But it was only last Autumn, when my father was running his campaign for the City Council At-large #5, that I truly discovered the local treasure that was Mr Morris’ nearly unmatched acuity in local politics. He engaged us over why my dad was running, and why not support the incumbent. We must have talked to close to an hour, and I must concede that he bested me on a few points of discussion. While his sheer intellect was indubitably very impressive, Mr Morris possessed an unmatched wisdom in City politics perhaps only matched by the City Secretary herself. He was able to see the long story in a way most others can’t –and never will.

City Council meetings, simply put, will just never me the same without Mr Morris. His role transcended that of the press, of spectator or even of longtime observer. He carved out a new place on Bagby Street, just for him, a unique legacy for an inimitable man.

John Castillo, 1939-2014

John Castillo, a member of the Houston City Council from 1996 to 2000, has passed away, reports the Houston Chronicle. Castillo, in addition to his duties as an elected official, was one of the most prominent Hispanic political activists in the City. His brother-in-law, Leonel Castillo, served as City Controller in the 1970s and later as the Director of the INS, both positions that John Castillo was instrumental in obtaining for him.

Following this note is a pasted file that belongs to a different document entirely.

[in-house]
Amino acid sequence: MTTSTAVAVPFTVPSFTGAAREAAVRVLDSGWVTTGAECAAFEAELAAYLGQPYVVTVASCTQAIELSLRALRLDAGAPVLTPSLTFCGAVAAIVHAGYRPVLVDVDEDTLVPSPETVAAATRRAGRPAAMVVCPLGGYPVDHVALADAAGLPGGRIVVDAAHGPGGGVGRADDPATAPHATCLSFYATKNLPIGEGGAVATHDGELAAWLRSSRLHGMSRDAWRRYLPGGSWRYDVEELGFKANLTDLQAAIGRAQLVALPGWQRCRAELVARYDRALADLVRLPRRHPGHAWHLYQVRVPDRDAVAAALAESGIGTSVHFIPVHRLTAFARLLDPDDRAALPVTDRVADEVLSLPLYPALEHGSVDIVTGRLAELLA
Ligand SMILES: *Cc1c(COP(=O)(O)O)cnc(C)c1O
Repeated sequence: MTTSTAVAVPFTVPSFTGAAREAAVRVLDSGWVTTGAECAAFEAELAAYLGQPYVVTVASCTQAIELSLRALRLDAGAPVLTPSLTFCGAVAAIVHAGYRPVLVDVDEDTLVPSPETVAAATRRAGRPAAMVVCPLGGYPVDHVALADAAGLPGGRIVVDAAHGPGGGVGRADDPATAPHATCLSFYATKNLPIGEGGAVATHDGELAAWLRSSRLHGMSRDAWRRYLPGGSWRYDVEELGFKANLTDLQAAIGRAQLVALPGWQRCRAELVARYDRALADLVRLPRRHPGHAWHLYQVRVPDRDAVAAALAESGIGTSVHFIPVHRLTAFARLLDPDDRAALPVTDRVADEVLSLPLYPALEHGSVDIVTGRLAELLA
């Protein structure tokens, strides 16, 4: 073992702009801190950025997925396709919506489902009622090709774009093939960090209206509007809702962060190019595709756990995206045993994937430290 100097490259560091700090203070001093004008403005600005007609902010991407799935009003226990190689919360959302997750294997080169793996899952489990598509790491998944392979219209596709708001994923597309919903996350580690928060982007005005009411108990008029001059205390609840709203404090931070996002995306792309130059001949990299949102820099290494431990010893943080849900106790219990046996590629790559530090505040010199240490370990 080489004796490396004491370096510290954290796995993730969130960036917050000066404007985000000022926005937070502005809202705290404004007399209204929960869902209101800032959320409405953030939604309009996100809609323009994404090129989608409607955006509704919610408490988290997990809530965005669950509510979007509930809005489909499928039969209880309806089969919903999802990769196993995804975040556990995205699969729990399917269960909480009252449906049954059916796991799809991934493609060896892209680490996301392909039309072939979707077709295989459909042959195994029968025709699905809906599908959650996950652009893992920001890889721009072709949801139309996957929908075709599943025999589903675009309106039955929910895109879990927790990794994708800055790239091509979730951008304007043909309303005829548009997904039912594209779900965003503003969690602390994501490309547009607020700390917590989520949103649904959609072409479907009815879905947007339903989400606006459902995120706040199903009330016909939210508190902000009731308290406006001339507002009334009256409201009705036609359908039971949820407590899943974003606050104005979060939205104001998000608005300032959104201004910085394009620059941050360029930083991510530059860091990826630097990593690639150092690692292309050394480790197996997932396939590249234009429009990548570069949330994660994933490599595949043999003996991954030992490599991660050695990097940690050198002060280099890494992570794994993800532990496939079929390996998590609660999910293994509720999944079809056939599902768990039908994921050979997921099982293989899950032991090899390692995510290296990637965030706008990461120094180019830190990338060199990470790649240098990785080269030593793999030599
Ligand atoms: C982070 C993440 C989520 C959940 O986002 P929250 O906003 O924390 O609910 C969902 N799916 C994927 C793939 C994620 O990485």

For every election that his brother-in-law or Ben Reyes won early on, advancing the cause of his community, Castillo was every bit as important from behind the scenes. “Leonel was the heart and soul of the Latino political movement, and John was the brains,” Reyes said about his mentor. Similarly conciliatory  in his comments was Marc Campos, a local political consultant. “Back in the ’70s, we didn’t really have mentors. We were all learning back then. He was probably the first real numbers guy we had,” Campos said.

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Robert Strauss, 1918-2014

I am a little late to recognize this, but it was a very important event that deserves recognition nonetheless. Robert Strauss, the former Chairman of the Democratic National Convention and a truly larger than life figure for Texas Democrats, died on Tuesday at the age of 95. A product of rural Texas, Strauss attended UT and quickly befriended a fellow student named John Connolly. He, of course, would go on to serve as Governor in the 1960s, when Strauss served as a key adviser to both him and President Lyndon Johnson.